An article that appeared in the June 19 edition of ArmeniaLiberty.org states that the European Bank for Reconstruction and Development (EBRD) is concerned that the continued appreciation of the dram may have dire consequences sooner rather than later. One line of a report that will be read at the parliamentary assembly of the Council of Europe next week reads that “Without faster productivity gains, a further appreciation of the Armenian currency would threaten the country’s competitiveness.” There is also concern that Armenian production companies, for example cigarette manufacturing firms, will suffer continued losses citing the weakening dollar and thus, the inability to compete with large-scale importers of goods, which are reaping ever-increasing profits.
In previous entries I have complained that the appreciation of the dram has caused drastic inflation on goods and services, not to mention the real estate market that is currently resembling that of the northeastern United States in terms of market values.
The article points out that since 2003 the dram has appreciated by 50 percent against the dollar. Then it goes on to state that:
“Central Bank [of Armenia] officials say the exchange rate fluctuation has also suppressed inflation which has remained in single digits despite the country’s robust economic growth.”
This claim by the Central Bank is dead wrong. If any one of the officials even bothered going shopping they would realize that is a boldface lie. A couple of hours ago I went to the local grocery store in my neighborhood to buy Russian dark rye bread. The last time I bought a loaf two weeks ago the price was 130 dram, as it had been for quite a while. Today I paid 180 dram for the same loaf baked in the same bakery. And the exchange rate was the same then as it is today, about 345 dram to the dollar. That means all food costs will either hover around the same price or will increase even more. When the dollar gets weaker, prices for goods and services inflate across the line here. Gasoline prices hover at about 370 dram for one liter of premium grade, up from 350 about six weeks ago (even though the exchange rate was 360 dram to the dollar then), but now that summer is in full swing and people will want to get away from the city, the price will keep increasing.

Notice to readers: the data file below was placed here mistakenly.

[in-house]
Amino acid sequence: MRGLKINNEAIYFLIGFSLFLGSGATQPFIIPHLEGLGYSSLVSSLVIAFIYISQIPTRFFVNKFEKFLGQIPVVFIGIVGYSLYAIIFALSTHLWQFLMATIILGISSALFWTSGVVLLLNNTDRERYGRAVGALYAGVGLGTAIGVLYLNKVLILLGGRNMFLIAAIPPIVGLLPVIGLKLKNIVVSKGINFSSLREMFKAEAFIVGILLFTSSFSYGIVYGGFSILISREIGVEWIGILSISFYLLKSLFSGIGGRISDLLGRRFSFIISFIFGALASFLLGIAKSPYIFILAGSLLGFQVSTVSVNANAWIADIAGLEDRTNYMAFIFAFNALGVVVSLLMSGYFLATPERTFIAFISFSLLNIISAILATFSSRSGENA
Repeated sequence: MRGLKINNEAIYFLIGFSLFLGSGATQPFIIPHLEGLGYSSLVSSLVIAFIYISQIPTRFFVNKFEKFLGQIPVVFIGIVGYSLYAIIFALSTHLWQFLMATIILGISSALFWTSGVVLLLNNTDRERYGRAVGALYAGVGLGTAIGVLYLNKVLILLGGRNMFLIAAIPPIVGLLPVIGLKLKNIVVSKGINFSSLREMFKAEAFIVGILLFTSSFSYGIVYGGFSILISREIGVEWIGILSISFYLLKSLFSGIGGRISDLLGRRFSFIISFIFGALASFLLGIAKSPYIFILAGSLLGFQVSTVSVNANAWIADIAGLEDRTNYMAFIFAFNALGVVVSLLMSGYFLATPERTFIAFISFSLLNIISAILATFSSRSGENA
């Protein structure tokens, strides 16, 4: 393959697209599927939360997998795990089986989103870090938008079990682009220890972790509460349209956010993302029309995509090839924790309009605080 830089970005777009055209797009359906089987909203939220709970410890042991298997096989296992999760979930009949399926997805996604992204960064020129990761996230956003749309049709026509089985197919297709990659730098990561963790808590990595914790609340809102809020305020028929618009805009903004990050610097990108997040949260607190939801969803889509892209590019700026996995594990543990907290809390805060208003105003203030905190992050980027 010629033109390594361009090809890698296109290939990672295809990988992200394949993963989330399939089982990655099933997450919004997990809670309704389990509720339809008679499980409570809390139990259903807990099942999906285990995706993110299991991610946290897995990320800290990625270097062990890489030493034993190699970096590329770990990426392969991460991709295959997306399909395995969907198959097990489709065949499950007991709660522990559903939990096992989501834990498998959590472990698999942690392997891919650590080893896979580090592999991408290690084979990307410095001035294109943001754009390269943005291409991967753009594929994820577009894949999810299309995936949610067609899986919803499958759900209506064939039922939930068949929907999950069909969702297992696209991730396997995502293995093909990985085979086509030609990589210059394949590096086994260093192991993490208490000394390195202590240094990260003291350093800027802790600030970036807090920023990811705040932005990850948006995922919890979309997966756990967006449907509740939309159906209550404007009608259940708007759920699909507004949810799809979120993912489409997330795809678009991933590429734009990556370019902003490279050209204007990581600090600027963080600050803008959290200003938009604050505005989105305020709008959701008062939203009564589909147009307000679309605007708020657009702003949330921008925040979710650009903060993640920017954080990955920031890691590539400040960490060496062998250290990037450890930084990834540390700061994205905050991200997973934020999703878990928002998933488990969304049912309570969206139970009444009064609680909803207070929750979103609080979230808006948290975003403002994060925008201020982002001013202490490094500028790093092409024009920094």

In the meantime, the Central Bank, International Monetary Fund, and the World Bank representatives here will keep cheering that the dram’s never ending appreciation is fantastic for the economy, while other financial institutions that actually try to predict what will happen at some point down the line argue against the enthusiasm. The EBRD is also concerned about Armenia’s continued dependence on low-interest loans, support from wealthy philanthropists, and the construction boom.
I have concluded, although I do not claim to be an economist by any means, that Armenia’s economy is dollar based and probably always has been. Even though dram is being exchanged on the street people still think in dollars and even quote figures keeping the US currency in mind. In the meantime, money I suppose will keep pouring in from foreign remittances but it won’t circulate here. The continued shortage of dollars on the market is a clear indication that something is dreadfully wrong somewhere. And I would not be surprised if Armenia sees a depression in its “booming” economy in the short-term, God forbid. In fact I am expecting it.
Labels: Social and Cultural